“I am sure that Mr. Schand would have liked to have seen recovery sooner. I can't imagine what it's like to have lost 27 years of my life,” Healy said. “But we have to follow what the current process is under the law.”
Since Schand's case – and partly because of it – future exonerees will have it somewhat better.
"We found the law wasn't working the way we expected it to,” said State Senator Patricia Jehlen, who helped write the compensation law in 2004.
So in 2018, Jehlen helped rewrite the law as part of the Massachusetts criminal justice overhaul.
Under the new statute, the wrongfully-convicted still have to prove their innocence, but the cap on restitution was doubled to $1 million. Plus they get job training, health care, and other services. Their claims are supposed to be fast-tracked in the court system, and the state pays attorneys’ fees.
"It will be more likely that attorneys would be willing to accept a case that might require a lot of work,” Jehlen said, “if they're going to get attorneys’ fees separate from the compensation they get for their client.”
The changes came too late for Mark Schand. When his case finally settled in 2017, he accepted $50,000 less than the maximum. After he paid his lawyer, he got $300,000 – which comes to about $11,000 per year of incarceration.
Still, that was enough for him to buy a rental property, and to pay start-up costs for his smoothie business, including equipment, supplies and license fees.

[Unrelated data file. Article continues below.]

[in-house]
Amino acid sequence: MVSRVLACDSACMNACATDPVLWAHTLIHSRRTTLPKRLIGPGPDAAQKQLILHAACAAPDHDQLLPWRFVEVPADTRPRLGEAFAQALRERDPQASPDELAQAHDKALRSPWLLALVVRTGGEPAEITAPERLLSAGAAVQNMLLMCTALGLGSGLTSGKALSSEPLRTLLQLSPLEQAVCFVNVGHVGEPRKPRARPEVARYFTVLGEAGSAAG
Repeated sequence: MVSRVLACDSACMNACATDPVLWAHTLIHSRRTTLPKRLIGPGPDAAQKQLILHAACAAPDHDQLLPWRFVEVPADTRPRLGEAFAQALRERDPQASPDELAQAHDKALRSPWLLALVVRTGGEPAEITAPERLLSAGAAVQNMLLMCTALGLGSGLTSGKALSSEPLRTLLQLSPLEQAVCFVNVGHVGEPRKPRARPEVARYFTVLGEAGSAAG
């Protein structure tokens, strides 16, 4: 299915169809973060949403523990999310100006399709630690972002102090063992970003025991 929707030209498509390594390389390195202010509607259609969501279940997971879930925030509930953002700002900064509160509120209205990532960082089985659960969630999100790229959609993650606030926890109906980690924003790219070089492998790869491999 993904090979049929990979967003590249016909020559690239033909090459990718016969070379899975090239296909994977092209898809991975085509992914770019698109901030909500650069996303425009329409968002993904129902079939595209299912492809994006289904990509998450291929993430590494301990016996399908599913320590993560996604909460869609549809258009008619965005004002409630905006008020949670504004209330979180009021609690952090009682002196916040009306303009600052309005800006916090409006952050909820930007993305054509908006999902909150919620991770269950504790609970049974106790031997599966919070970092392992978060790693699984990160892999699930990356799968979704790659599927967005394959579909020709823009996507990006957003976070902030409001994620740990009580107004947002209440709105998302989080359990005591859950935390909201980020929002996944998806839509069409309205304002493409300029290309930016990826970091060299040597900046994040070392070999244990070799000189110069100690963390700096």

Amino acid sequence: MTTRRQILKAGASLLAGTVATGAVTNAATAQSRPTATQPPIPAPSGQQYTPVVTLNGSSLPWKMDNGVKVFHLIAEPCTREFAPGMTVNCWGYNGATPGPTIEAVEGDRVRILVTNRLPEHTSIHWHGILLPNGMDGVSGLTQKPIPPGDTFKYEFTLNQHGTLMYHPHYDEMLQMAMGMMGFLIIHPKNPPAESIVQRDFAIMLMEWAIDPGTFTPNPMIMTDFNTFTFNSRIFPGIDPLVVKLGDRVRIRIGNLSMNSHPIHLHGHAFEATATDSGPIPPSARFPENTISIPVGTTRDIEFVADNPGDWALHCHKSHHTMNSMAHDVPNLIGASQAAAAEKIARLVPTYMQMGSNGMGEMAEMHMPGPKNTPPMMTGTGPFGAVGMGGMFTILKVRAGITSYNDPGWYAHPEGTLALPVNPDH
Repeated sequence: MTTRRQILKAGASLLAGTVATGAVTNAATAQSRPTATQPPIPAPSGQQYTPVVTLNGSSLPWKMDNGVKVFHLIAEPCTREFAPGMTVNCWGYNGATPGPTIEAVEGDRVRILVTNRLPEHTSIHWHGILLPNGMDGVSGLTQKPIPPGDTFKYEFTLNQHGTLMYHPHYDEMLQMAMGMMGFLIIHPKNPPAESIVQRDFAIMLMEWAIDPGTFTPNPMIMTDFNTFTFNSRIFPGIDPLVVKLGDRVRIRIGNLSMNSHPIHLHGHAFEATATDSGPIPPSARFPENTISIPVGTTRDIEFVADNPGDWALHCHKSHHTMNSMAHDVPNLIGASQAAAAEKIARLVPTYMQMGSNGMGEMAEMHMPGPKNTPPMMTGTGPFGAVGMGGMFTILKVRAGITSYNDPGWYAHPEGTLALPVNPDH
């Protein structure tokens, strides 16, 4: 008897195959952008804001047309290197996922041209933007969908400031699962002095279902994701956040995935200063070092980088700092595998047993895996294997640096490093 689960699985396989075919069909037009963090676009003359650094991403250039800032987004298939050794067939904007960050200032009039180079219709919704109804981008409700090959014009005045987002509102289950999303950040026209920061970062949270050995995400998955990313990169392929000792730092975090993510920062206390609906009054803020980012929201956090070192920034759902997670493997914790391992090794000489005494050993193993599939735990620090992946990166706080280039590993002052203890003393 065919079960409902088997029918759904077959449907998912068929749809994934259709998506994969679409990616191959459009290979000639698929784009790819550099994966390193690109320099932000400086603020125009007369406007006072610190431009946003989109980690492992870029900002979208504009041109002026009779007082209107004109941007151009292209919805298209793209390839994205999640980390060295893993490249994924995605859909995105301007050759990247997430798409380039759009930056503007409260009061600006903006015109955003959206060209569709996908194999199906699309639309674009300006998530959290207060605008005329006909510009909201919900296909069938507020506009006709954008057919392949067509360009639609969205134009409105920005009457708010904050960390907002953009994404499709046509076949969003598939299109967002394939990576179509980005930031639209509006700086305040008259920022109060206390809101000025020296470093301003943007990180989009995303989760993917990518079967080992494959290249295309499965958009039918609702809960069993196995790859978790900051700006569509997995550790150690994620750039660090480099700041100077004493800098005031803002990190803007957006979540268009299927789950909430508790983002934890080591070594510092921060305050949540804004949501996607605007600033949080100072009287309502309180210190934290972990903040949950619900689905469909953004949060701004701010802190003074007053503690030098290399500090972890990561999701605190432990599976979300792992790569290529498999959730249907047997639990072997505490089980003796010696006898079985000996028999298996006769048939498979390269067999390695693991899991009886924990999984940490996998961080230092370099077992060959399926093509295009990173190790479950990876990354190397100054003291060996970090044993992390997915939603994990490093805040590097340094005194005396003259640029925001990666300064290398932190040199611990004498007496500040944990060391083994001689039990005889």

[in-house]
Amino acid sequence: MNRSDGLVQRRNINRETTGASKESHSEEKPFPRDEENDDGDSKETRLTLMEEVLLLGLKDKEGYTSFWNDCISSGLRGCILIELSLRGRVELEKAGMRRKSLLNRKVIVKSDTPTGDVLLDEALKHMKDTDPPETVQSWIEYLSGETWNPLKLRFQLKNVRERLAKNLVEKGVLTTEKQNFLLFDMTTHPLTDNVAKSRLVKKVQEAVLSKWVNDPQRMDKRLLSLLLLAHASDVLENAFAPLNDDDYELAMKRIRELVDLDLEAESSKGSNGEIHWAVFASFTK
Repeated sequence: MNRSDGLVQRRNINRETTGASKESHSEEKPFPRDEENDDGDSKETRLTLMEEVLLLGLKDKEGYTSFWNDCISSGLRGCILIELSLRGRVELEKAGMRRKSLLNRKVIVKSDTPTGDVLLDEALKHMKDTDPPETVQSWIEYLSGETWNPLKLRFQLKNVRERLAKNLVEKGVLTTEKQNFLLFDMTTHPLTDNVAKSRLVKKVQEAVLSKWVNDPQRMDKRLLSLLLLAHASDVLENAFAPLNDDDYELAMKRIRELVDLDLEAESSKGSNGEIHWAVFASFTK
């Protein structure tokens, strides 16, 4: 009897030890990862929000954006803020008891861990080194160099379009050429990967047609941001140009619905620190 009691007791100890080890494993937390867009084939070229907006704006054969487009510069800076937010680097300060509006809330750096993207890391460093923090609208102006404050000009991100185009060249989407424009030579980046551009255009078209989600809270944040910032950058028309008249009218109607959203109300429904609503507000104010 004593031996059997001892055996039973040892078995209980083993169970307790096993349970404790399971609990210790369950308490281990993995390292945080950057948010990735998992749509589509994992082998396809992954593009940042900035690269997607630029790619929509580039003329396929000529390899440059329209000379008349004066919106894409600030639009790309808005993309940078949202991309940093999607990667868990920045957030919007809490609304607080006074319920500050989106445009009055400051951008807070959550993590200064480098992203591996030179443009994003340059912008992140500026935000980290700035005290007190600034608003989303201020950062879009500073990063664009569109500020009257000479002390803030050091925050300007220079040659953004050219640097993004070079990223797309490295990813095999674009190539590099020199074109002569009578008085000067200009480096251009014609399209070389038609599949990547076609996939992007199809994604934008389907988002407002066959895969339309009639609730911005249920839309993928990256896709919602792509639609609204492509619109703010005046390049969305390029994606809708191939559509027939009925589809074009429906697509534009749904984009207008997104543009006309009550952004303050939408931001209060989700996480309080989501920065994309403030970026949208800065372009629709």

When I told Schand he strikes me as good example of why states have these compensation statutes – to give someone the means to start over after years behind bars – he expressed a rare moment of bitterness.
“No, no, no, no, 100 percent no. I disagree with that,” he said.
Frankly, Schand added, it's no one's business what exonerees do with their money. This is not a start-over grant; it's a moral debt.
“They should be compensating [you] because they wronged you,” he said. “And they can't give you your years back. So the fact that they yanked me and incarcerated me for 30 years, the money they gave me means nothing.”
Today, Schand is relying on his own business acumen more than any state assistance.
Last September, he opened a second smoothie location in Hartford, tucked in the corner of a noisy deli. On opening day, his grandchildren were giving out free samples, and his youngest son Quentin was on hand.
Quentin was in utero when Schand went to prison. Now at 31, he was passing out flyers to advertise the shop.
"I've passed out maybe 200 or 300 of them to individuals,” Quentin Schand said, grabbing a few extra flyers before heading back out to the street. “Hopefully, they'll come."
If all goes well, Mark Schand hopes to open a third smoothie location. Eventually, he'd like to hire ex-inmates – the innocent and the guilty. But the first men he tried to help just didn’t make good enough smoothies.
“You’ve got to make sure the product is right, or the customer base will be gone,” he said. “The smoothie people – they’re finicky. If the smoothie’s not right, they’re out of there, and I’ve got to protect the business.”
When a new customer came in for the opening, Schand offered to make his favorite smoothie. It’s called “The Linda and John Thompson” in honor of the lawyers who helped get him out of prison.
“It's the freshest thing — pineapple, green apple, ginger,” Schand said, as he put ice and fruit in the blender.
After a minute, he poured the thick liquid in a large plastic cup and let it almost overflow beyond the dome lid. He handed it to his 5-year-old granddaughter, who was waiting to help.
“Wait a minute, use two hands,” Schand cautioned her. “Say, ‘Here you go!’ Say, ‘You’re welcome!’"
And with that, Mark Schand swung open the piece of plywood that led out of the kitchen nook and apologized for rushing off. He was late to meet a realtor for what could be his next business venture: a downtown sports bar.